Ascension and Seventh Sunday of Easter, Year C

Seek what is above, where Christ is seated at the right hand of God (Col. 3:1)

Citing Psalm 68:18, the author of the letter to the Ephesians says (4:8-10):

Therefore, it says: “He ascended on high and took prisoners
captive; he gave gifts to men.” What does “he ascended” mean
except that he also descended into the lower regions of the
earth? The one who descended is also the one who ascended far
above all the heavens, that he might fill all things.

It appears that for the writer of the aforementioned letter, the ascension signals the giving of gifts. And, in fact, Jesus himself says in Jn. 16:7:

But I tell you the truth, it is better for you that I go. For
if I do not go, the Advocate will not come to you. But if I go,
I will send him to you.

Needless to say, the Holy Spirit is the greatest gift of all. He is the summation and the source of all gifts. The Holy Spirit endows the Church with different hierarchical and charismatic gifts, directs it by their means and enriches it with his fruits, while allotting his gifts to everyone according as he wills and distributing special graces among the faithful of every rank in order to make them fit and ready to undertake the various tasks and offices which contribute toward the renewal and building up of the Church, according to the words of the Apostle: “The manifestation of the Spirit is given to everyone for profit” (Lumen Gentium 4, 12). And if the Holy Spirit is indeed the principal gift, the gift of gifts, then surely the ascension points to the coming of the Holy Spirit also as it signals gift-giving.

The ascension guarantees, then, the coming of the Holy Spirit. Such a guarantee indicates likewise that we should await the promise of the Father with such longing that allows us neither food or sleep (that is to say, it is conducive to fasting and vigil) and strive eagerly for the greatest gifts of the Holy Spirit. Once we are baptized with the Holy Spirit and clothed with power from on high, no one and nothing can stand on the way of our being witnesses of Jesus Christ—neither our persecutors’ opposition nor our lack of strength, neither anguish nor distress, neither famine nor nakedness, neither peril nor the sword. Filled with the Holy Spirit, we will get to look up intently to heaven and see the glory of God and Jesus standing at the right hand of God. Upon hearing the Spirit and the Bride say to the Lord Jesus, “Come,” we will then repeat after them, “Come.”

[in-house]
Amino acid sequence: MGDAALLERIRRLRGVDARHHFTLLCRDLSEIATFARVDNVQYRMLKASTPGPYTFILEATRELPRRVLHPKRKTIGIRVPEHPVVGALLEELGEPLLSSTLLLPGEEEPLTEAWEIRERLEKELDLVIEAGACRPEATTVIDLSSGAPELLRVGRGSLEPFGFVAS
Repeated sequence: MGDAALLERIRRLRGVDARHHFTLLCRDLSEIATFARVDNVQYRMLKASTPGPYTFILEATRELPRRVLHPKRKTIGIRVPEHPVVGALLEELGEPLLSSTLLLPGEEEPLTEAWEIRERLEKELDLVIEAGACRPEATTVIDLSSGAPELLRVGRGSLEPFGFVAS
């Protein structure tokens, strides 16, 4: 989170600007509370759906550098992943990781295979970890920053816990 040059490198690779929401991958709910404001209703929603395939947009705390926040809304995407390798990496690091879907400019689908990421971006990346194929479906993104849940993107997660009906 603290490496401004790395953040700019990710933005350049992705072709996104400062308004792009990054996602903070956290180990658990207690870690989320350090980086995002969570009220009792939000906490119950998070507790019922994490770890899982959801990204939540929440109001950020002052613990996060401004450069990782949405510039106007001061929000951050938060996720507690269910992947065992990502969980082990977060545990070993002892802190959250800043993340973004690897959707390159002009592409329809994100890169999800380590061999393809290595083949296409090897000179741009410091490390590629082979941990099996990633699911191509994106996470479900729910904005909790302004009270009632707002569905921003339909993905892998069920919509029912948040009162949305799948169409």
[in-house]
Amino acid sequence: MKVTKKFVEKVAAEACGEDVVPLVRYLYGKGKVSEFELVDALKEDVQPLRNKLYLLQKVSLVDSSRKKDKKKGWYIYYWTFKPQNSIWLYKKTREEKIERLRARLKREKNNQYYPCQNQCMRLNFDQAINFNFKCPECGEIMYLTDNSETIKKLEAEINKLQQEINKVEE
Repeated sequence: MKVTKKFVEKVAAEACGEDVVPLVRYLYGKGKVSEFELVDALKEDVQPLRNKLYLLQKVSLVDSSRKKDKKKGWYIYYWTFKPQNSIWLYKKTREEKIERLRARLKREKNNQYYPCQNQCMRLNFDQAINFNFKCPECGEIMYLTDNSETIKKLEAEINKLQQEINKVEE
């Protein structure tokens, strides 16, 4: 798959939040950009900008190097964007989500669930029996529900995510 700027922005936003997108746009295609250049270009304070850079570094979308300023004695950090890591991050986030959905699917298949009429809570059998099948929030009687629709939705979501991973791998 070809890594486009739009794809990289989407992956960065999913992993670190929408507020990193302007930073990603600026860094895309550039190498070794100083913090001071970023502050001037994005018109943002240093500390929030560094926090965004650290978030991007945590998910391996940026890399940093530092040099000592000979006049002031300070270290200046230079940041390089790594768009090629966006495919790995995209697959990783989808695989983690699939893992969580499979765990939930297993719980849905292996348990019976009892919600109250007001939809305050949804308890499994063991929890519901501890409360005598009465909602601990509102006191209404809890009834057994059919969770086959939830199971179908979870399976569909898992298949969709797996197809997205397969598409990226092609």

But let not the dwelling to which Lord is about to come be unworthy of him, which goes to say that we should make the appropriate preparation. As Father Robert P. Maloney, C.M., puts is, there is the “need to renovate the woodwork, the electricity, the plumbing. Sometimes a major overhauling is required; sometimes, only subtle refinements” (cf. the letter for Lent 1999 at [1]). And St. John Chrysostom, whom Father Maloney also quotes in the same Lenten letter, advises:

Paint the house of your soul with simplicity and humility and
make it splendid with the light of justice. Adorn it with the
beaten gold of good works and, for walls and stones, embellish
it carefully with faith and generous love. Above all, place
prayer on top of this house as its roof so that the complete
building may be ready for the Lord. Thus he will be received
into a splendid royal home and, by grace, his image will already
be settled in your soul.

So, then, to fix our gaze on him who is the Alpha and the Omega, the first and the last, the beginning and the end—this should increase, rather than lessen, our sense of responsibility for the world today (Ecclesia es de Eucharistia 20). And worthy of the Lord, without doubt, will be a “more human world, a world fully in harmony with God’s plan,” a world which, seeing with the eyes of faith, takes the poor as royalty and deserving, therefore, of attention and service (cf. “An upside-own sign” at [2]).

For now the poor are in the lower places of the earth. Soon, however, they will take their places of honor alongside the one who descended and then ascended. They too will give a warm welcome to all those whom the Lord addresses with these words: “Come, you who are blessed by my Father. Inherit the kingdom prepared for you from the foundation of the world.”